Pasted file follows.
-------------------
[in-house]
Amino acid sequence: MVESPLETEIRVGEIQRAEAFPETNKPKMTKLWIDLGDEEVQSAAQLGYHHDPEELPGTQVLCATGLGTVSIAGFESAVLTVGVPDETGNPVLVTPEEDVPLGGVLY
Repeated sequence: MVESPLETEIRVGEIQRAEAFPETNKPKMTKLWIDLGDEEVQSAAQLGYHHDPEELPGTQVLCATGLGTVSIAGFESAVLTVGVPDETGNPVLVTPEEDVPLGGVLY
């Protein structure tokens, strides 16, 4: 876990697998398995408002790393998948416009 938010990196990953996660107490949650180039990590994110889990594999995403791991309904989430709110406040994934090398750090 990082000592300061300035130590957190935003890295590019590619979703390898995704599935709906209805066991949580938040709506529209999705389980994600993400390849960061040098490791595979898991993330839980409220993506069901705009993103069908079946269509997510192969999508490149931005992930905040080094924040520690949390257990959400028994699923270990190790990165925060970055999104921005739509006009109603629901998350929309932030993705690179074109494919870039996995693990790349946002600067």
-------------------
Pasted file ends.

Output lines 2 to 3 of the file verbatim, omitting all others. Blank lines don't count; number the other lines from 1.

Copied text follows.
Amino acid sequence: MVESPLETEIRVGEIQRAEAFPETNKPKMTKLWIDLGDEEVQSAAQLGYHHDPEELPGTQVLCATGLGTVSIAGFESAVLTVGVPDETGNPVLVTPEEDVPLGGVLY
Repeated sequence: MVESPLETEIRVGEIQRAEAFPETNKPKMTKLWIDLGDEEVQSAAQLGYHHDPEELPGTQVLCATGLGTVSIAGFESAVLTVGVPDETGNPVLVTPEEDVPLGGVLY